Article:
Textile printing is a general name for all woven fabrics and the art of ornamenting such fabrics by printing on designs or patterns in color is very ancient, probably originating in the East. more...
This sort of printing had practically disappeared in the west, as it was unsuitable for manufacture on a large scale. However in recent times, it has seen its reemergence due to digital design and printing on fabrics based on customized demands.
It has been practiced in some form, with considerable success, in China and India from time immemorial, and the Chinese, at least, are known to have made use of engraved wood-blocks many centuries before any kind of printing was known in Europe. That the early Egyptians, too, were acquainted with the art is proved not merely by the writings of Pliny but by the discovery, in the Pyramids and other Egyptian tombs, of fragments of cloth which were undoubtedly decorated by some method of printing.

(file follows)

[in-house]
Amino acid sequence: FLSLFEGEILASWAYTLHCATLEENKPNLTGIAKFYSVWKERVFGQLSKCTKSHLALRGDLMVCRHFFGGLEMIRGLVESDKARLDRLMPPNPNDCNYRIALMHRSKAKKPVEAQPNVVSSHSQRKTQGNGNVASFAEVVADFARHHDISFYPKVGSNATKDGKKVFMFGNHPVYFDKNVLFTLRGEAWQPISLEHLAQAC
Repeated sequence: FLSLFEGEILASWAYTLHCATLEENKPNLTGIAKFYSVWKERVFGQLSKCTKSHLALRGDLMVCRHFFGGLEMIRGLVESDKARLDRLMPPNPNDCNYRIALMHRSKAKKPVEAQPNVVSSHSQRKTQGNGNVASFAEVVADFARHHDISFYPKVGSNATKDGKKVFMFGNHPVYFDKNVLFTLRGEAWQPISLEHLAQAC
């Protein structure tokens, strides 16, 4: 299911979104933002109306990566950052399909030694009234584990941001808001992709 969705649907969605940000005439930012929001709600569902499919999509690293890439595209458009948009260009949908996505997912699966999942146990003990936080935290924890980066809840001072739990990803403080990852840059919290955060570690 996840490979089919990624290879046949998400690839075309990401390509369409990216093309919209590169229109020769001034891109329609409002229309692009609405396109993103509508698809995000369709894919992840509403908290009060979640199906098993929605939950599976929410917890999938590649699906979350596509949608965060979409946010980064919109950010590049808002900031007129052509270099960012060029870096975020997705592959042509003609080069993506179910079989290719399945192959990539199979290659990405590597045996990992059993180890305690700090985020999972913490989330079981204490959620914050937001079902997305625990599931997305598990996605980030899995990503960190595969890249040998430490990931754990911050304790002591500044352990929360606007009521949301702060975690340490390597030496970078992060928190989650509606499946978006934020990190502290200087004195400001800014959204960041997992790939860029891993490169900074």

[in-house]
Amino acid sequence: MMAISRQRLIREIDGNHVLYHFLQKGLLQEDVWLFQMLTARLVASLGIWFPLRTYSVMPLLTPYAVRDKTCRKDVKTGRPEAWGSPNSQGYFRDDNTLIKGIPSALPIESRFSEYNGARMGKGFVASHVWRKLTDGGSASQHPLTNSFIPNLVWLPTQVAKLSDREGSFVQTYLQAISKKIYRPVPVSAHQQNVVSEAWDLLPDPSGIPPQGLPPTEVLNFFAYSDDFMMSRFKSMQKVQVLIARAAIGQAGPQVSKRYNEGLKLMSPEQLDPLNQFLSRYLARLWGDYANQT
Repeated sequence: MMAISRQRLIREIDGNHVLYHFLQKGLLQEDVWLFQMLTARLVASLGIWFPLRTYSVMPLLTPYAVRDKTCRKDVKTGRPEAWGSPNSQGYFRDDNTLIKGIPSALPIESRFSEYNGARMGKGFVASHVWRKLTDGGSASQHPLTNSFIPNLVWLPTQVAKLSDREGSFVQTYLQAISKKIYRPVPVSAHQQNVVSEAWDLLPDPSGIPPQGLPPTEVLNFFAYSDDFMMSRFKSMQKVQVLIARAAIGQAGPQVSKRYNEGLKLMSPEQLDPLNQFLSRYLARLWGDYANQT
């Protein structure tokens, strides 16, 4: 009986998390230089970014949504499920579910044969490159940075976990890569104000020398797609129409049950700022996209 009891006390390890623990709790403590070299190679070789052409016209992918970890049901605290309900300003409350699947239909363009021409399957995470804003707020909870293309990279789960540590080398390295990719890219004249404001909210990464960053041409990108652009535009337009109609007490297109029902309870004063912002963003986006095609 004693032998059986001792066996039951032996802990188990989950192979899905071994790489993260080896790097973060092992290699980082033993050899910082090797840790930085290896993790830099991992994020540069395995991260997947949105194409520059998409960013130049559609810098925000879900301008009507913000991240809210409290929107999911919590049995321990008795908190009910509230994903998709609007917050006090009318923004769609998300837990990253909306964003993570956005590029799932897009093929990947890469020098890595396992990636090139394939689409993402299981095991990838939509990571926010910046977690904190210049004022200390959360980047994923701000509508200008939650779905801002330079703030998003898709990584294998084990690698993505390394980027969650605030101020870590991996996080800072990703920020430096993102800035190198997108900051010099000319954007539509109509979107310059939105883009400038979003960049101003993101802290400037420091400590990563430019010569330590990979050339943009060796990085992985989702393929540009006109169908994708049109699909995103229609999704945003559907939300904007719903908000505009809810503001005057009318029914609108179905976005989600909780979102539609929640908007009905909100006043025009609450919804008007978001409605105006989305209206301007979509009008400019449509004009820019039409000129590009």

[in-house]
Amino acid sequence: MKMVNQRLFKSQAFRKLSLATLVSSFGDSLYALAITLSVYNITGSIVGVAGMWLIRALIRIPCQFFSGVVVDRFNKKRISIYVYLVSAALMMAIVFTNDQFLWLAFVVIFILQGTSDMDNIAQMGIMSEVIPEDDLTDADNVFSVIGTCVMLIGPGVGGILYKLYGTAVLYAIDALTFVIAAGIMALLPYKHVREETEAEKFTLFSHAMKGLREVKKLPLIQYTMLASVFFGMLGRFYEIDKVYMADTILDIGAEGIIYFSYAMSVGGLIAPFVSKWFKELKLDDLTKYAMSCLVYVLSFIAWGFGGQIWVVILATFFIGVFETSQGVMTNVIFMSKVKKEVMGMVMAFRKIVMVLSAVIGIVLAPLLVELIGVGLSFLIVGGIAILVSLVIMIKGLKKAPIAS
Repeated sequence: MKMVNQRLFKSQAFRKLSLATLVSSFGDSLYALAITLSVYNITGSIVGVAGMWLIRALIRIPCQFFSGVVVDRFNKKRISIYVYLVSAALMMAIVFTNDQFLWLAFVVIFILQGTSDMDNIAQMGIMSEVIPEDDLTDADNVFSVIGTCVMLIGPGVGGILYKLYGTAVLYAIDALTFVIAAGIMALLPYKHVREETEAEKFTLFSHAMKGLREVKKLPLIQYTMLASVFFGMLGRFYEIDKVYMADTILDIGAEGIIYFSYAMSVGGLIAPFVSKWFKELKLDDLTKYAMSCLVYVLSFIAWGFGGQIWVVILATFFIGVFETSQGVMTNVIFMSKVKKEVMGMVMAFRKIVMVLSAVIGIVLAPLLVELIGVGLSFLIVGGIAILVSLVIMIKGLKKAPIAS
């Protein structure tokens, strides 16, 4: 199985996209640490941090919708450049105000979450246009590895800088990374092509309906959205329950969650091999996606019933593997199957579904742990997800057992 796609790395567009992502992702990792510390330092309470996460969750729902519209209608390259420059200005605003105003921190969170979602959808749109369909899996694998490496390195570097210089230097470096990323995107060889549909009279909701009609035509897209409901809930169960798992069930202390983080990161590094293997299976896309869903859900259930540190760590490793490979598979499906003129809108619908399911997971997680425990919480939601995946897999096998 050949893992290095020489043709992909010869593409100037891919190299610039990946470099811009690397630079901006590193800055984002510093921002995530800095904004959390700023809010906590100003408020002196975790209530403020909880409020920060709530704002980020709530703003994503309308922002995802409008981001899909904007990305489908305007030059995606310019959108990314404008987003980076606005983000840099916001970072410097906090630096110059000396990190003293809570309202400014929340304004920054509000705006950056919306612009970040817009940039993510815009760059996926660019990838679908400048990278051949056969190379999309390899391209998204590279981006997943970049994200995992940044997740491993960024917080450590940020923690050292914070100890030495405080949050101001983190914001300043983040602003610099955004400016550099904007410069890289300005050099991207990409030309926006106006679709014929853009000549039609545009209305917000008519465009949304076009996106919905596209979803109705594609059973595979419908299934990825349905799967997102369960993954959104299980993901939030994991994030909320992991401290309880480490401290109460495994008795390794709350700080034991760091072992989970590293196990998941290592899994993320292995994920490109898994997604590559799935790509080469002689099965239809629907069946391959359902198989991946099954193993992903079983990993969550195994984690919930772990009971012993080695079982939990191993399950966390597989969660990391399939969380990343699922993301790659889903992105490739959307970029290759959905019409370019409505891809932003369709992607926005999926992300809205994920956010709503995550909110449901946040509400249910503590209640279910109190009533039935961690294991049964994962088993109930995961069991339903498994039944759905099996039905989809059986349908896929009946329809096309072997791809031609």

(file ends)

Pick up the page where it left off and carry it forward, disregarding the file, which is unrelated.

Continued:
The Incas of Peru, Chile and Mexico also practiced textile printing previous to the Spanish Invasion in 1519; but, owing to the imperfect character of their records before that date, it is impossible to say whether they discovered the art for themselves, or, in some way, learnt its principles from the Asiatics.
There is no doubt that India was the source from which, by two different channels, Europeans derived their knowledge of block printing. By land its practice spread slowly westwards through Persia, Asia Minor and the Levant, until it was taken up in Europe during the latter halt of the 17th century. Almost at the same time the French brought directly by sea, from their colonies on the east coast of India, samples of Indian blue and white resist prints, and along with them, particulars of the processes by which they had been produced.
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